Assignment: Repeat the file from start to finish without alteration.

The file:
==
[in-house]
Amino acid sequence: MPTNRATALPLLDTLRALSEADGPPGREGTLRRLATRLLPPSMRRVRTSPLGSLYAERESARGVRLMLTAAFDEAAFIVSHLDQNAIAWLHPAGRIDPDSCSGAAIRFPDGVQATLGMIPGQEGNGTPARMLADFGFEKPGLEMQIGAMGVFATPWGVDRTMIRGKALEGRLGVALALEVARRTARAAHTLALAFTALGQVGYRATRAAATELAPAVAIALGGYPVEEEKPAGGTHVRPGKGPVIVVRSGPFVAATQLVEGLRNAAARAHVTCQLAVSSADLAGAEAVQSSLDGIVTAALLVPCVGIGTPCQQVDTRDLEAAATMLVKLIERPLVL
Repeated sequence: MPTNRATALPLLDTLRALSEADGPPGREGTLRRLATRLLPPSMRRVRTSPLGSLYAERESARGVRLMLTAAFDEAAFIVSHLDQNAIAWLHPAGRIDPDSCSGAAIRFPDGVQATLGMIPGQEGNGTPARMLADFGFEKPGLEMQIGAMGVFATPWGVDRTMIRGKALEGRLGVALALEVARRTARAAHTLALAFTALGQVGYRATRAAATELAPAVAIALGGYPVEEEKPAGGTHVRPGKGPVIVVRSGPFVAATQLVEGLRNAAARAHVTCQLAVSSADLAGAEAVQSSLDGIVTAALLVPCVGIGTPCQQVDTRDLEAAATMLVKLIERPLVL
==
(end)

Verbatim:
[in-house]
Amino acid sequence: MPTNRATALPLLDTLRALSEADGPPGREGTLRRLATRLLPPSMRRVRTSPLGSLYAERESARGVRLMLTAAFDEAAFIVSHLDQNAIAWLHPAGRIDPDSCSGAAIRFPDGVQATLGMIPGQEGNGTPARMLADFGFEKPGLEMQIGAMGVFATPWGVDRTMIRGKALEGRLGVALALEVARRTARAAHTLALAFTALGQVGYRATRAAATELAPAVAIALGGYPVEEEKPAGGTHVRPGKGPVIVVRSGPFVAATQLVEGLRNAAARAHVTCQLAVSSADLAGAEAVQSSLDGIVTAALLVPCVGIGTPCQQVDTRDLEAAATMLVKLIERPLVL
Repeated sequence: MPTNRATALPLLDTLRALSEADGPPGREGTLRRLATRLLPPSMRRVRTSPLGSLYAERESARGVRLMLTAAFDEAAFIVSHLDQNAIAWLHPAGRIDPDSCSGAAIRFPDGVQATLGMIPGQEGNGTPARMLADFGFEKPGLEMQIGAMGVFATPWGVDRTMIRGKALEGRLGVALALEVARRTARAAHTLALAFTALGQVGYRATRAAATELAPAVAIALGGYPVEEEKPAGGTHVRPGKGPVIVVRSGPFVAATQLVEGLRNAAARAHVTCQLAVSSADLAGAEAVQSSLDGIVTAALLVPCVGIGTPCQQVDTRDLEAAATMLVKLIERPLVL